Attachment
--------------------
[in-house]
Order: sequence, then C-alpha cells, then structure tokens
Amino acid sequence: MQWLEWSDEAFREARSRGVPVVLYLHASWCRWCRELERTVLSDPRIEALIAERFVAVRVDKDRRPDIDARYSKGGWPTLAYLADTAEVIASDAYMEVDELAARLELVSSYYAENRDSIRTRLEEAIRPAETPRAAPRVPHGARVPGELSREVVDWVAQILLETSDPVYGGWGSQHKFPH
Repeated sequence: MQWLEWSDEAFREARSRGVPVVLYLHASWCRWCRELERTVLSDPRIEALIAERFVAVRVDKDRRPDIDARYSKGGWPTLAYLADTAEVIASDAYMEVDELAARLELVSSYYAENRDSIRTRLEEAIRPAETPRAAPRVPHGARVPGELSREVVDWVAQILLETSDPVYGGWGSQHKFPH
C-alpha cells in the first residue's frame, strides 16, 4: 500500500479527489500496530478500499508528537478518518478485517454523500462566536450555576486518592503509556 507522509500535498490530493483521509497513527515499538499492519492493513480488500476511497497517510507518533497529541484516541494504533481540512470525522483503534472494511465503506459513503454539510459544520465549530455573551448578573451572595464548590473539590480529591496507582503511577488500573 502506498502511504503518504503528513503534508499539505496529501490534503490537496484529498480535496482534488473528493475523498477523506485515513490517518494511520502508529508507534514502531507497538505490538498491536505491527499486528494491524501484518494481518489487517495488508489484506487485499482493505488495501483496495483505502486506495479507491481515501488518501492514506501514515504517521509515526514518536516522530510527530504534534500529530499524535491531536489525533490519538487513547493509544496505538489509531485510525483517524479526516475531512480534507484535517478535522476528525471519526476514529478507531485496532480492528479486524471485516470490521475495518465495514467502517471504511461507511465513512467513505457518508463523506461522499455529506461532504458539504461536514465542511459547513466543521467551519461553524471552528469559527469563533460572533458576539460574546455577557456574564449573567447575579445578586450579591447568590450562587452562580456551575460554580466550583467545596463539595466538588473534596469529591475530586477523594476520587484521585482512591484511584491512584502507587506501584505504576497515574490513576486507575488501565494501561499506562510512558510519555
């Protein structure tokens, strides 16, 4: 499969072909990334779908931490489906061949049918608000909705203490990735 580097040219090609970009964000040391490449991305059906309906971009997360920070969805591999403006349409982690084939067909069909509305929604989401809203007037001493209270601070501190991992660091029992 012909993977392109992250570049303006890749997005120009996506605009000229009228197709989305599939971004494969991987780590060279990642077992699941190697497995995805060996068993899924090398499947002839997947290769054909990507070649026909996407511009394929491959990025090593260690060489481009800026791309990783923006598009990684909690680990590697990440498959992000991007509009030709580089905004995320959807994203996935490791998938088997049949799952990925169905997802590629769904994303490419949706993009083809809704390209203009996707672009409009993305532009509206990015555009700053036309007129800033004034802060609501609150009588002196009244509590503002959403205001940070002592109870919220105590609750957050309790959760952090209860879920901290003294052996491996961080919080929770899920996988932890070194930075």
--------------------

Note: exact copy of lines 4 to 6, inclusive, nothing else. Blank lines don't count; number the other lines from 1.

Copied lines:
Repeated sequence: MQWLEWSDEAFREARSRGVPVVLYLHASWCRWCRELERTVLSDPRIEALIAERFVAVRVDKDRRPDIDARYSKGGWPTLAYLADTAEVIASDAYMEVDELAARLELVSSYYAENRDSIRTRLEEAIRPAETPRAAPRVPHGARVPGELSREVVDWVAQILLETSDPVYGGWGSQHKFPH
C-alpha cells in the first residue's frame, strides 16, 4: 500500500479527489500496530478500499508528537478518518478485517454523500462566536450555576486518592503509556 507522509500535498490530493483521509497513527515499538499492519492493513480488500476511497497517510507518533497529541484516541494504533481540512470525522483503534472494511465503506459513503454539510459544520465549530455573551448578573451572595464548590473539590480529591496507582503511577488500573 502506498502511504503518504503528513503534508499539505496529501490534503490537496484529498480535496482534488473528493475523498477523506485515513490517518494511520502508529508507534514502531507497538505490538498491536505491527499486528494491524501484518494481518489487517495488508489484506487485499482493505488495501483496495483505502486506495479507491481515501488518501492514506501514515504517521509515526514518536516522530510527530504534534500529530499524535491531536489525533490519538487513547493509544496505538489509531485510525483517524479526516475531512480534507484535517478535522476528525471519526476514529478507531485496532480492528479486524471485516470490521475495518465495514467502517471504511461507511465513512467513505457518508463523506461522499455529506461532504458539504461536514465542511459547513466543521467551519461553524471552528469559527469563533460572533458576539460574546455577557456574564449573567447575579445578586450579591447568590450562587452562580456551575460554580466550583467545596463539595466538588473534596469529591475530586477523594476520587484521585482512591484511584491512584502507587506501584505504576497515574490513576486507575488501565494501561499506562510512558510519555
């Protein structure tokens, strides 16, 4: 499969072909990334779908931490489906061949049918608000909705203490990735 580097040219090609970009964000040391490449991305059906309906971009997360920070969805591999403006349409982690084939067909069909509305929604989401809203007037001493209270601070501190991992660091029992 012909993977392109992250570049303006890749997005120009996506605009000229009228197709989305599939971004494969991987780590060279990642077992699941190697497995995805060996068993899924090398499947002839997947290769054909990507070649026909996407511009394929491959990025090593260690060489481009800026791309990783923006598009990684909690680990590697990440498959992000991007509009030709580089905004995320959807994203996935490791998938088997049949799952990925169905997802590629769904994303490419949706993009083809809704390209203009996707672009409009993305532009509206990015555009700053036309007129800033004034802060609501609150009588002196009244509590503002959403205001940070002592109870919220105590609750957050309790959760952090209860879920901290003294052996491996961080919080929770899920996988932890070194930075």